You too would want to smother Betty with a pillow.
McNeal reports the actual Betty was much-loved, and her husband was shady.
One of the most notable differences is that in Candy, Betty seems, well, awful. Fresh off her turn as bored, sexually frustrated, and possibly murderous housewife Shauna Sadecki in the Showtime hit Yellowjackets, Melanie Lynskey plays Betty as a bored, frustrated, and possibly murderous wife and mother, this time with a bland wardrobe, bad haircut, and a horrifically ugly 1970s-style house.
The real Betty Gore was more nuanced than her onscreen counterpart. In her hometown of Norwich, Kansas, her family member told me, Betty is still thought highly of by people who knew her. “She was a popular student, involved in tons of activities, and had a lot of friends,” the family member said.
After marrying Allan and moving to Texas, though, Betty struggled. Betty had difficulty adapting to her teaching career, had bouts of depression, and was afraid of being alone, Texas Monthly reported. When Allan would travel for work, she would complain incessantly about him leaving her, and she was frequently moody. According to Texas Monthly, Allan thought of Betty as “dour” and felt stressed about trying to keep her happy. The day she died, she had worried she was pregnant again and was concerned about the possibility, her husband said. At Candy’s trial, Allan testified that when he had been unable to reach his wife after her murder, he feared she had died by suicide. In the Texas Monthly retelling, Betty’s unhappiness, as well as their lackluster sex life, is what drove Allan to eventually have an affair with the outgoing, popular Candy after she propositioned him in 1978 when Betty was pregnant with her second child.
Lackluster sex life? The woman had two small children and was pregnant with a third. But apparently Allan’s dick didn’t get enough attention. He was driven to having an affair.
Funny how “dour” has the same depression and anxiety symptoms as domestic abuse.
Lynskey’s Betty, though, has no positive attributes. She is mopey and vengeful, and never displays any warmth toward anyone. Quietly simmering with an all-consuming rage, Lynskey scowls her way through scene after scene, shooting daggers at her husband, at her baby, and eventually at Biel’s Candy. In one episode, she does what every fictional housewife who has had enough does: ignores her screaming baby by vacuuming loudly in the other room. She annoys Allan by calling him constantly at work and is shunned by the other more popular mothers at church. The show intersperses scenes of Candy smiling and laughing with her children with Betty frowning at her baby in her dark house.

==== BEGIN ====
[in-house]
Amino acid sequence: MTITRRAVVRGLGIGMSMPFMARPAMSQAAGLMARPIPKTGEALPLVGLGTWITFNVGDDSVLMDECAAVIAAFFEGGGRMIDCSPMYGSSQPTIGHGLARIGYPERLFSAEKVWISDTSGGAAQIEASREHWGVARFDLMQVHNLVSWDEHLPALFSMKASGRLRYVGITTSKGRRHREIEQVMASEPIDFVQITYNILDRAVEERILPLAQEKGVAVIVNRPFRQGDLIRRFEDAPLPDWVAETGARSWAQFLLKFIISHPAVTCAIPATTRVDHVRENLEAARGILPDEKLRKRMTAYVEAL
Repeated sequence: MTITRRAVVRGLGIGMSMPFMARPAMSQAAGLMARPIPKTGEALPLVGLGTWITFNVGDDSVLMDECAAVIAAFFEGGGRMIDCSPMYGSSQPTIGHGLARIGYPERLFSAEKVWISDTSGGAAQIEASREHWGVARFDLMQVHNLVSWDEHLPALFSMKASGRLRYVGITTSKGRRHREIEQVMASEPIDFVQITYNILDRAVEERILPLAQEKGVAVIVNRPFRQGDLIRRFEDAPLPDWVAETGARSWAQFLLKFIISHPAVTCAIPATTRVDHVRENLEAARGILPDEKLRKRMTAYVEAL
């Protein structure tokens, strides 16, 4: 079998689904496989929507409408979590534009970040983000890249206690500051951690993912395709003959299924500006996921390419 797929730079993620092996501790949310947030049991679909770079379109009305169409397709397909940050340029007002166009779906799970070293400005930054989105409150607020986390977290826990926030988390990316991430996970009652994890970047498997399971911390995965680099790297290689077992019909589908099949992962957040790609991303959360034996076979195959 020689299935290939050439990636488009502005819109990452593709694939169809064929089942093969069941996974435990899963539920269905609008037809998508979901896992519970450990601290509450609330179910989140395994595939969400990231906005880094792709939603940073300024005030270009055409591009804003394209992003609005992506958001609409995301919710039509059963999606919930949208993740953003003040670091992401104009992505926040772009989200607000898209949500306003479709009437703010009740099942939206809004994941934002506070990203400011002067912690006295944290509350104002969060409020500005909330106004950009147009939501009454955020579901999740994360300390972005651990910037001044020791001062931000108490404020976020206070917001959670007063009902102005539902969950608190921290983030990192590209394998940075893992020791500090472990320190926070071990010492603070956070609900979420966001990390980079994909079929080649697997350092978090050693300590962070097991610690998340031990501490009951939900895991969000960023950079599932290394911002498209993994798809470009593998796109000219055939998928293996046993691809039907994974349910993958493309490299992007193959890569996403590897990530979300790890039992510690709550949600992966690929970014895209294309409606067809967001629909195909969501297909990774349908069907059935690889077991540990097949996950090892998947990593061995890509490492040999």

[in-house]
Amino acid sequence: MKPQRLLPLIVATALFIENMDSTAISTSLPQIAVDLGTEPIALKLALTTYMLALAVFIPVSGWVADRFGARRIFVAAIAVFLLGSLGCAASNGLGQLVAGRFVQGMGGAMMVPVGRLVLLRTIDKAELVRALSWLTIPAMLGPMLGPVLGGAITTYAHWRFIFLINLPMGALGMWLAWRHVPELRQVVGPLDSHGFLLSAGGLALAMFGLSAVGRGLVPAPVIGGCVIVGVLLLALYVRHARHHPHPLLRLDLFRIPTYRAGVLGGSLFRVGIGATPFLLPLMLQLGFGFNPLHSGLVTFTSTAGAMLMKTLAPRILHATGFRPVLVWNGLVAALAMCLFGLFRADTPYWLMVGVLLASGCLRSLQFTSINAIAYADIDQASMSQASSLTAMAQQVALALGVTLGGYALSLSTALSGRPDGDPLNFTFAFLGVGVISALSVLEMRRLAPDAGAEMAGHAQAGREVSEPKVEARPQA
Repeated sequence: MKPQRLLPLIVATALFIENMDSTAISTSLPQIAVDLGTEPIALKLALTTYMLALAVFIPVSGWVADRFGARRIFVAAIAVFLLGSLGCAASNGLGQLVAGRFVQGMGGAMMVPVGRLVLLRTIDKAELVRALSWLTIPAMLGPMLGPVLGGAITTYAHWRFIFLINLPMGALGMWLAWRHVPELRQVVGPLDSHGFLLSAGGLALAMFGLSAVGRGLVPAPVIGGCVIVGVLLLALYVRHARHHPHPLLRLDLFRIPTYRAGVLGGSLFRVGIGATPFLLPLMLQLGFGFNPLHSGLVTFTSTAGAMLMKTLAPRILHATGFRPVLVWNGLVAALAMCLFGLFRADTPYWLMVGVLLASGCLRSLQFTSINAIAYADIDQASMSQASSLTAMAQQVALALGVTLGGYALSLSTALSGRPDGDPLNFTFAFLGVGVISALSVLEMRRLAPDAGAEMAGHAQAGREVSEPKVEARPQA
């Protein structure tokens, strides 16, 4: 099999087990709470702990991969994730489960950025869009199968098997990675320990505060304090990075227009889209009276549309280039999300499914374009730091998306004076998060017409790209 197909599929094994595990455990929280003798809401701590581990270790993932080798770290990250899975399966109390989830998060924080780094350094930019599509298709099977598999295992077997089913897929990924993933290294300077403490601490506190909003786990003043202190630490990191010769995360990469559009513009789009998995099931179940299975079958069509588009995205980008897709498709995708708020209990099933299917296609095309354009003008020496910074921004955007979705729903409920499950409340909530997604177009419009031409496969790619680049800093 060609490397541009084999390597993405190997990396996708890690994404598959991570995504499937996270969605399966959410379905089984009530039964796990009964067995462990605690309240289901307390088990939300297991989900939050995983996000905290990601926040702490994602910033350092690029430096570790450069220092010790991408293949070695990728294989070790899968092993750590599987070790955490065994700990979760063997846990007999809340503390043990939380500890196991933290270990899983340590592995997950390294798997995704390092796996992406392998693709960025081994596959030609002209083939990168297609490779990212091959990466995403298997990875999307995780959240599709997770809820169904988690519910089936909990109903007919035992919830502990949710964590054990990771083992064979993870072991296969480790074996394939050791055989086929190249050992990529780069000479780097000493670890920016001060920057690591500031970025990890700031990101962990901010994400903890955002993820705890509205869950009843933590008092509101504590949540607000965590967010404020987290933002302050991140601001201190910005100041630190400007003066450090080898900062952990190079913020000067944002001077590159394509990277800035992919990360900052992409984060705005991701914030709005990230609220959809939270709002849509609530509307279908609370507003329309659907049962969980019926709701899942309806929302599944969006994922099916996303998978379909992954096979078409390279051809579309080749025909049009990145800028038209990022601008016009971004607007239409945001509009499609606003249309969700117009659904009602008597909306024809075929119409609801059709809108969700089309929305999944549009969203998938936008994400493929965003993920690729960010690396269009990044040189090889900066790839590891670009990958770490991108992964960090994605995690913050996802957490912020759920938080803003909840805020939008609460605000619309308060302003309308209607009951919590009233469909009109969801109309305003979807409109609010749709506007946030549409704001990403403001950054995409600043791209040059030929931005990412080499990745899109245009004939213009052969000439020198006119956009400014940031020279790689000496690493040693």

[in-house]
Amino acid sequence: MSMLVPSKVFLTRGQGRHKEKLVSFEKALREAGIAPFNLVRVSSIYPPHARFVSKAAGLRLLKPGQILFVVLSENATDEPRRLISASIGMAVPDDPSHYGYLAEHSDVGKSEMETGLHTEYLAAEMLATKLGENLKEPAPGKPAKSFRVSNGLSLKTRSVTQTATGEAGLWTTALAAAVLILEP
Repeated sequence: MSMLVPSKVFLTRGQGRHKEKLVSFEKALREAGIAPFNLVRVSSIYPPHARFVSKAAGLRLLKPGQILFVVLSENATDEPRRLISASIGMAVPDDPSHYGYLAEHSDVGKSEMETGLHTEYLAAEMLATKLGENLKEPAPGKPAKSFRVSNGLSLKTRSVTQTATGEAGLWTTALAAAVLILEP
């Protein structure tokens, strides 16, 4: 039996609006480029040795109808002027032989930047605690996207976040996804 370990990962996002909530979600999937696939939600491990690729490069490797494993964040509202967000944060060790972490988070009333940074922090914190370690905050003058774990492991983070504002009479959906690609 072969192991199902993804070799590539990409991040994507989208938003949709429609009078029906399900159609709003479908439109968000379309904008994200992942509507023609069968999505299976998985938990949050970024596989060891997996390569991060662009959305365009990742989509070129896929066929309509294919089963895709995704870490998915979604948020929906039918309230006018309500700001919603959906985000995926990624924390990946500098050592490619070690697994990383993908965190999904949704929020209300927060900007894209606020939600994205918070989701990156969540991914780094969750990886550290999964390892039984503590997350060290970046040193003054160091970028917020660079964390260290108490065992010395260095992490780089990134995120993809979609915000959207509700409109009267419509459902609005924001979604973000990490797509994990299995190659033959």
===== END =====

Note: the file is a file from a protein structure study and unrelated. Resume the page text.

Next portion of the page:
Character assassination… it’s what’s streaming.
We couldn’t possibly have sympathy for a woman being betrayed by her husband and her purported friend.
I’m not a true crime junkie, but it seems to me that if you were acting in self defense (Candy claims Betty confronted her with an axe, which she wrestled ahold of, and fought back in self-defense, but remembers none of it…) you’d chop once and get away. You would not stand there and continually hack away. That, IMO, seems pre-meditated.
That’s the kind of anger that comes from losing the pick-me-dance. (Allan had dumped her, was in counseling with Betty, who was pregnant again…)
And I always find it curious how the character assassination never quite fits. How can Betty be such a sad sack, so utterly passive and needy, but also defends her marriage like an avenging Valkyrie? The character can’t even coordinate an outfit.
The three channels is the sociopath tell for me.
Poor Candy. She’s frustrated. Trapped in conventionality. Self-pity.
How dare you confront her?! Rage.
The press covered Candy favorably before she eventually faded from public view. In a wire story written after her acquittal, Candy told the reporter, as she had champagne and cake at a “small victory party” at her home, that she had received constant support from friends and family during and after the trial. (She also quipped to the reporter that she “wasn’t dangerous” after opening the door with a knife in her hand.)